Moon Hill

As I approached the last days of my holiday and faced the grim prospect of returning to work, Curry and Erica invited us out for dinner.  The told us that they knew of a lovely restaurant atop a hotel with a view of Moon Hill.  I had wanted, since I had visited Yansghuo, to climb to the top of Moon Hill but the opportunity never presented itself.  I promised that I would climb it on my next visit but did look forward to the prospect of seeing a nice view of it before I went home.  Sure enough, when we arrived at the hotel, there was indeed a spectacular view of the mountain with the hole pierced right through it.  The hole is quite round but from this close proximity we could only see the upper half of the circle.  Later, Anya did climb it and said that it provided wonderful views of Yangshuo and its beautiful mountains.

At the front door of the hotel and restaurant we could see the aftermath of the New Years celebrations; huge piles of fireworks discards were everywhere.  Even though it was a few days past New Years, the rockets and bombs were still exploding with regularity.  Occasionally, one would explode rather nearby and I would have an Iraq flashback, just for a second, before I realized I was in a safe and happy place.

Throughout dinner, the inside of the darkened restaurant was lightened by the flashes of the rocket explosions and the windows rattled with the nearby “booms.”  I thought of how much money it must take to keep a barrage going for a solid week and thought of the newfound affluence of China and its people.

Erica brought her baby, little Dodo, who we finally met for the first time after hearing about her for so many months.  Her sister and niece also came along and it was nice to sit down to a proper “family” meal.

The restaurant was Italian in style and pulled off an incredible bruschetta, pizza and the garlic bread was phenomenal.  We made a selection of an imported Italian Chianti and toasted to friends and good times together.  I will really miss my Chinese friends and hope that we will stay in touch after my departure.

 


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Fireworks!

Chinese New Year = Happiness for any man or boy from America who has been deprived of the privilege of lighting off fireworks for so many years.  And do the Chinese know how to do it.  Imagine the Disneyland fireworks display but going off on each street corner.  I’m not kidding, huge 5″ and 8″ mortar bombs that launch 8, 10 and 12 pound bombs several hundred feet into the air.  I’m surprised no one was killed…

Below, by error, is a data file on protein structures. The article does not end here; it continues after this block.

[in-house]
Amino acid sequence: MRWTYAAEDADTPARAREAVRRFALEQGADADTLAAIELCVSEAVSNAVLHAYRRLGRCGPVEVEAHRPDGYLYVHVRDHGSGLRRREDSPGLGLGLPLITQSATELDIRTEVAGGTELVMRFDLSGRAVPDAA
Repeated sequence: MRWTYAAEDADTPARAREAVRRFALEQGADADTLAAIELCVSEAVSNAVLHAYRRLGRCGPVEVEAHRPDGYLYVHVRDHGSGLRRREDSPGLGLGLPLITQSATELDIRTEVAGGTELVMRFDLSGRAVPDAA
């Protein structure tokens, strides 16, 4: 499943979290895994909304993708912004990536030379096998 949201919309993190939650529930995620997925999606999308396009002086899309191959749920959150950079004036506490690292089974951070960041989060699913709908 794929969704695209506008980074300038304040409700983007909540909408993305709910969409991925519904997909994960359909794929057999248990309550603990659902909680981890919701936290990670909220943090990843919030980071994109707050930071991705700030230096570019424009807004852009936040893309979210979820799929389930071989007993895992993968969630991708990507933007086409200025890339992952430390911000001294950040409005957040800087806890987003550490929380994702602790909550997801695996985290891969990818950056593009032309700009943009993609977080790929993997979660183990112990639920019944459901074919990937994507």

As we finished dinner and cracked open the second bottle of wine, I began looking over my wonderful collection of bombs and rockets.  At the prompting of the other party guests, I posed “Rambo” style with my explosives just before I began lighting them off.

To set the mood properly, I must explain that fireworks had been going off all week long: mortar bombs, skyrockets and long strings of firecrackers.  As I’d said in an earlier post, Chinese firecrackers put their little American cousins to shame.  The Chinese firecrackers are about as thick as a cigarette and about an inch and a half long.  The body is constructed of cement and when they explode, rock shrapnel flies everywhere and they are about as loud as a 9mm handgun.  A string of them is like standing next to 3 guys with Mp5 submachineguns on full auto – all firing at once.

By New Years Eve (this day), the strings of firecrackers and bombs were continuous.  You couldn’t count to ten – any time of the day – without hearing some firework commotion in the distance.  I was quite happy to add to the commotion and began with some acorn sized cherry bombs.  I was wise enough to light them and run away as I didn’t want to lose any fingers (yes, they are powerful enough to separate digits).  And I am surprised that more Chinese aren’t blind; if it wasn’t for my sunglasses, I certainly would be!

After I lit of this cherry bomb and ran away, Anya snapped the shutter just as it blew up.  You can see the shrapnel flying towards the camera over 20 feet away!  Yes, these fireworks really pack a punch!

 

Next up, I lit off a string of firecrackers.  During the day, I could rely on my sunglasses to protect my eyes but at night it was too dark to see.  So, I closed one eye and held the camera in front of the other eye.  While my eye was protected, my face was constantly splattered with cement dust and small cement rocks; I had little red welts all over my face the next morning.

 

 

Then came the skyrockets.  As you can see in the video, they are quite loud, even when 100′ or more high.  If one was to blow up near you it would be quite a bang.  The Chinese seemed to be good sports and have good aim about their fireworks as I didn’t see any fires, broken out windows or anyone otherwise injured.  I still shake my head thinking about it.